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Police in Hong Kong arrested on Thursday prominent democracy activist Joshua Wong for participating in an unauthorised assembly in October 2019 and violating the city’s anti-mask law, according to a series of posts on his Twitter account.
He was freed on bail three hours later
Wong’s latest arrest adds to several unlawful assembly charges or suspected offences he and other activists are facing related to last year’s pro-democracy protests, which prompted Beijing to impose a sweeping national security law on June 30.
In a series of Twitter posts, the 23-year-old said he was taken into custody when he reported to a police station.
He called his brief arrest “a notorious abuse to the criminal justice system” and said there was “nothing to celebrate on bizarrely prompt release”.
Facing max. The penalty of 5yrs in jail for unauthorized assembly and 1yr for wearing a mask, I’m not deterred whenever I think of fellow protestors who are struggling in detention in HK or in Mainland China.
— Joshua Wong 黃之鋒 😷 (@joshuawongcf) September 24, 2020
Jonathan Man, Wong’s lawyer, told AFP news agency that the pro-democracy activist was “accused of participating in an unlawful assembly on October 5 last year, when hundreds marched to oppose an anti-mask ban the government rolled out”.
The anti-mask law was introduced last year in a bid to help police identify protesters they suspected of committing crimes and it is facing a challenge in court. Meanwhile, the Hong Kong government has made face masks mandatory in most circumstances due to the coronavirus pandemic.
Wong said on Twitter that he faced five years in jail and one additional year for a mask. The case will begin on September 30, he added.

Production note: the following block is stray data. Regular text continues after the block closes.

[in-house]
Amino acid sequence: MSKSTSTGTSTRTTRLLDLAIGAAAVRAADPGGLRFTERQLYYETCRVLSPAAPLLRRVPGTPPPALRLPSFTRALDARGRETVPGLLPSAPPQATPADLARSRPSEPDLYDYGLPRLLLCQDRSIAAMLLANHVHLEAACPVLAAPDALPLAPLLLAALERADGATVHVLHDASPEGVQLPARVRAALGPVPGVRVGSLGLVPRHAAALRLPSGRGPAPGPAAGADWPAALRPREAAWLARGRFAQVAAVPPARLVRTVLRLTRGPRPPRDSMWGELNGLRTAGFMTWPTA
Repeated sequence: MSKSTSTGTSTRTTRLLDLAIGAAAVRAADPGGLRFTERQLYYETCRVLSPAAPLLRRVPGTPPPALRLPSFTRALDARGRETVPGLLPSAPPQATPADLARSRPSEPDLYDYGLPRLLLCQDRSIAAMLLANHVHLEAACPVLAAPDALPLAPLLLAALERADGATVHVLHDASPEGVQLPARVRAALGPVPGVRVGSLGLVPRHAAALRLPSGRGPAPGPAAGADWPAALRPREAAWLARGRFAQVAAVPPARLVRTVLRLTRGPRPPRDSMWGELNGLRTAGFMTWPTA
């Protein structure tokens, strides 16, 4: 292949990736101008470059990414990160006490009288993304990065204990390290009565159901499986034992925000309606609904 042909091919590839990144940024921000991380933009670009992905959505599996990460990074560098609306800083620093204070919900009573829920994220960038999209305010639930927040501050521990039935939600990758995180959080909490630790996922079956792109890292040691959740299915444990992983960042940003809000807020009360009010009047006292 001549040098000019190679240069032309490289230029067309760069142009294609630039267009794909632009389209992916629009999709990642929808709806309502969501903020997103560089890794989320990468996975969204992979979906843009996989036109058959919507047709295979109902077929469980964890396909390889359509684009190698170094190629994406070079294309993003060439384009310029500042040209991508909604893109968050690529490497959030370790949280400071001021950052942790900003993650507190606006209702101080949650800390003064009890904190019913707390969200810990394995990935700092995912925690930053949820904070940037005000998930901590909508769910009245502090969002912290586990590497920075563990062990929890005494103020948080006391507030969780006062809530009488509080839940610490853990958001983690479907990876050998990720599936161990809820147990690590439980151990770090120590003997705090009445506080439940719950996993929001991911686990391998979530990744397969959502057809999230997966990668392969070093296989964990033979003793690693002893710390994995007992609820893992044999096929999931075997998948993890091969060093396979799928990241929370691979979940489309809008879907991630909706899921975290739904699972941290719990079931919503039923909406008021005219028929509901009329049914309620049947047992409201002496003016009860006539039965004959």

Hong Kong police confirmed they arrested two men, aged 23 and 74, on Thursday for illegal assembly on October 5, 2019.
Amnesty International identified the second man as Koo Sze-yiu in a statement condemning the arrests.
Wong’s arrest “for wearing a face mask at an ‘unauthorised protest – at a time when wearing a face mask is compulsory in the city – is yet another example of the government’s campaign to silence dissent by any means,” said Lam Cho Ming, Amnesty’s Hong Kong Programme Manager.
“The mask ban violates international law and must be withdrawn, rather than used by the Hong Kong authorities as a pretext for arresting opponents,” Ming added.
Wong’s arrest comes about six weeks after media tycoon Jimmy Lai was detained on suspicion of colluding with foreign forces.
Wong had been a frequent visitor to Washington, DC, where he appealed to the United States Congress to support Hong Kong’s democracy movement and counter Beijing’s tightening grip over the global financial hub. His visits drew the wrath of Beijing, which describes him as a “black hand” of foreign forces.
Wong disbanded his pro-democracy group Demosisto in June, just hours after China’s parliament passed a national security law for Hong Kong, bypassing the city’s local legislature, a move widely criticised by Western governments.
His long-time colleague, Agnes Chow, and two other activists were also among 10 people arrested in August on suspicion of violating the new law.
The new law punishes anything China considers as subversion, secession, terrorism and collusion with foreign forces, with up to life in prison.
Wong was just 17 years old when he became the face of the 2014 student-led Umbrella Movement democracy protests, but he was not a leading figure of the sometimes violent unrest that shook the semi-autonomous former British colony last year.